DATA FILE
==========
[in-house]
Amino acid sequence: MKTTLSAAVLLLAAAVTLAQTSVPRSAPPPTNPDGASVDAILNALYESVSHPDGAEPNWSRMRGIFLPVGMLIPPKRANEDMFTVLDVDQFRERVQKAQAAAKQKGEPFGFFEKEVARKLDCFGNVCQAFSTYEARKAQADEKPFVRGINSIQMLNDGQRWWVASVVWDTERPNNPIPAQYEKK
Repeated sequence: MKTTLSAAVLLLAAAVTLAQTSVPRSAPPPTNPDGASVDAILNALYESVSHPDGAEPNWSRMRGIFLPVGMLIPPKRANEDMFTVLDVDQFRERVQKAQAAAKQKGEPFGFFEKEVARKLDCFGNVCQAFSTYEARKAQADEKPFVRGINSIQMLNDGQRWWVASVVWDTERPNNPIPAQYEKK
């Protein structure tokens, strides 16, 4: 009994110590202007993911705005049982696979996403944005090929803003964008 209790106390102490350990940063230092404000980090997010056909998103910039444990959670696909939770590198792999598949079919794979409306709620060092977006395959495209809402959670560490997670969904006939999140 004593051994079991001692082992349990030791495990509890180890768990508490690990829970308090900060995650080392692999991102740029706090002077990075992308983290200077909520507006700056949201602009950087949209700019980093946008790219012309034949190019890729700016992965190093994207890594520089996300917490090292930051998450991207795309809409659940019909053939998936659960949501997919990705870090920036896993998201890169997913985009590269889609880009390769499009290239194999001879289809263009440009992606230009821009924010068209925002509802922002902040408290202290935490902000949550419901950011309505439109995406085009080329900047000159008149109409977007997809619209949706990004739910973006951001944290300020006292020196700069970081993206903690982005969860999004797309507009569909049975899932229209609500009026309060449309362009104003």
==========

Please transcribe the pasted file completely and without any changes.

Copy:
[in-house]
Amino acid sequence: MKTTLSAAVLLLAAAVTLAQTSVPRSAPPPTNPDGASVDAILNALYESVSHPDGAEPNWSRMRGIFLPVGMLIPPKRANEDMFTVLDVDQFRERVQKAQAAAKQKGEPFGFFEKEVARKLDCFGNVCQAFSTYEARKAQADEKPFVRGINSIQMLNDGQRWWVASVVWDTERPNNPIPAQYEKK
Repeated sequence: MKTTLSAAVLLLAAAVTLAQTSVPRSAPPPTNPDGASVDAILNALYESVSHPDGAEPNWSRMRGIFLPVGMLIPPKRANEDMFTVLDVDQFRERVQKAQAAAKQKGEPFGFFEKEVARKLDCFGNVCQAFSTYEARKAQADEKPFVRGINSIQMLNDGQRWWVASVVWDTERPNNPIPAQYEKK
């Protein structure tokens, strides 16, 4: 009994110590202007993911705005049982696979996403944005090929803003964008 209790106390102490350990940063230092404000980090997010056909998103910039444990959670696909939770590198792999598949079919794979409306709620060092977006395959495209809402959670560490997670969904006939999140 004593051994079991001692082992349990030791495990509890180890768990508490690990829970308090900060995650080392692999991102740029706090002077990075992308983290200077909520507006700056949201602009950087949209700019980093946008790219012309034949190019890729700016992965190093994207890594520089996300917490090292930051998450991207795309809409659940019909053939998936659960949501997919990705870090920036896993998201890169997913985009590269889609880009390769499009290239194999001879289809263009440009992606230009821009924010068209925002509802922002902040408290202290935490902000949550419901950011309505439109995406085009080329900047000159008149109409977007997809619209949706990004739910973006951001944290300020006292020196700069970081993206903690982005969860999004797309507009569909049975899932229209609500009026309060449309362009104003």